Objective: To describe clinical characteristics and immunotherapy responses in patients with autoimmune epilepsy.
Design: Observational, retrospective case series.
Setting: Mayo Clinic Health System.
Patients: Thirty-two patients with an exclusive (n=11) or predominant (n=21) seizure presentation in whom an autoimmune etiology was suspected (on the basis of neural autoantibody [91%], inflammatory cerebrospinal fluid [31%], or magnetic resonance imaging suggesting inflammation [63%]) were studied. All had partial seizures: 81% had failed treatment with 2 or more antiepileptic drugs and had daily seizures and 38% had seizure semiologies that were multifocal or changed with time. Head magnetic resonance imaging was normal in 15 (47%) at onset. Electroencephalogram abnormalities included interictal epileptiform discharges in 20; electrographic seizures in 15; and focal slowing in 13. Neural autoantibodies included voltage-gated potassium channel complex in 56% (leucine-rich, glioma-inactivated 1 specific, 14; contactin-associated proteinlike 2 specific, 1); glutamic acid decarboxylase 65 in 22%; collapsin response- mediator protein 5 in 6%; and Ma2, N-methyl-D-aspartate receptor, and ganglionic acetylcholine receptor in 1 patient each.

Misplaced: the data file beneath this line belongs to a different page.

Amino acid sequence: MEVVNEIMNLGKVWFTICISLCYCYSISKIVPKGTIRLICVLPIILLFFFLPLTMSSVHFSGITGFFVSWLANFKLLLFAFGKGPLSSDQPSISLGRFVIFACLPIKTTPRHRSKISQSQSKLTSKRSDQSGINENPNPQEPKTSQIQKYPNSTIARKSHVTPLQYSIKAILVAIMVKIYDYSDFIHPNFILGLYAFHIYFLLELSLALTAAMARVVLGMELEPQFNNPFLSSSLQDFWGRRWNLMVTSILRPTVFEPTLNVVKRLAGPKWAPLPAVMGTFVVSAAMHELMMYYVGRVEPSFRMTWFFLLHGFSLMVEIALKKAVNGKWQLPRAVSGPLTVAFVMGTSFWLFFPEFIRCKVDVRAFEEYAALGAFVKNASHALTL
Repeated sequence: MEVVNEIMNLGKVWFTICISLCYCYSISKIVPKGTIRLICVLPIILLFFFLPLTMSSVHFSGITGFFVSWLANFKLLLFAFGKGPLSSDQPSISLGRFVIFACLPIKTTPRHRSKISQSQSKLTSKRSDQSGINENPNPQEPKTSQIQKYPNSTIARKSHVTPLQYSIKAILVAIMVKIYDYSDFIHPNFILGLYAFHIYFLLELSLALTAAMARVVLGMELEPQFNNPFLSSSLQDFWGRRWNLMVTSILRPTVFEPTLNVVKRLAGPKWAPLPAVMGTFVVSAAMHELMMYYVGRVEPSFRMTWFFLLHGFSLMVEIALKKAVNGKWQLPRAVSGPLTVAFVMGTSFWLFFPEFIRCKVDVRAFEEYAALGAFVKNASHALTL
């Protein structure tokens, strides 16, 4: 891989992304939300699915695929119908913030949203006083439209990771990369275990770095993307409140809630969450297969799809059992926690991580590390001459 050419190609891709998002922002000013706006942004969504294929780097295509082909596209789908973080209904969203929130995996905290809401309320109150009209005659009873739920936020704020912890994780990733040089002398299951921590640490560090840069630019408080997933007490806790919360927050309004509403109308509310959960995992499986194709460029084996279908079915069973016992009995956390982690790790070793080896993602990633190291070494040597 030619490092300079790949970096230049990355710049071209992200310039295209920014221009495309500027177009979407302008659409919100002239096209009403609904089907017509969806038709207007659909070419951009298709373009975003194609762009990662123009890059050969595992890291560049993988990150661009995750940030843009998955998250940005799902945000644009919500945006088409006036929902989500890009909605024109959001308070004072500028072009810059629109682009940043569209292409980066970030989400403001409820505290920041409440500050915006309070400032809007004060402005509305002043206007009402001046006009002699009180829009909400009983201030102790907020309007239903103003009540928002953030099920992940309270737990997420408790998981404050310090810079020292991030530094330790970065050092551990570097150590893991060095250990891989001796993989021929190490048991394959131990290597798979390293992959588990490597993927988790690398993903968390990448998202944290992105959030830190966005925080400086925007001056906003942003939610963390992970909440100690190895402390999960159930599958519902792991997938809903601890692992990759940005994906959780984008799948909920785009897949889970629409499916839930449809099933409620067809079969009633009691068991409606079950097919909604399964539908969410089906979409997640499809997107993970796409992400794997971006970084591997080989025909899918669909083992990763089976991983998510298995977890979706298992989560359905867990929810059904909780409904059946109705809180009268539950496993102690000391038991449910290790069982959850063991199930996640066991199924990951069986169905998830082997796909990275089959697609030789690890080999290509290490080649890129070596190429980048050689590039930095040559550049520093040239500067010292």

Intervention: Immunotherapy with intravenous methylprednisolone; intravenous immune globulin; and combinations of intravenous methylprednisolone, intravenous immune globulin, plasmapheresis, or cyclophosphamide.
Main outcome measure: Seizure frequency.
Results: After a median interval of 17 months (range, 3-72 months), 22 of 27 (81%) reported improvement postimmunotherapy; 18 were seizure free. The median time from seizure onset to initiating immunotherapy was 4 months for responders and 22 months for nonresponders (P<.05). All voltage-gated potassium channel complex antibody-positive patients reported initial or lasting benefit (P<.05). One voltage-gated potassium channel complex antibody-positive patient was seizure free after thyroid cancer resection; another responded to antiepileptic drug change alone.
Conclusion: When clinical and serological clues suggest an autoimmune basis for medically intractable epilepsy, early-initiated immunotherapy may improve seizure outcome.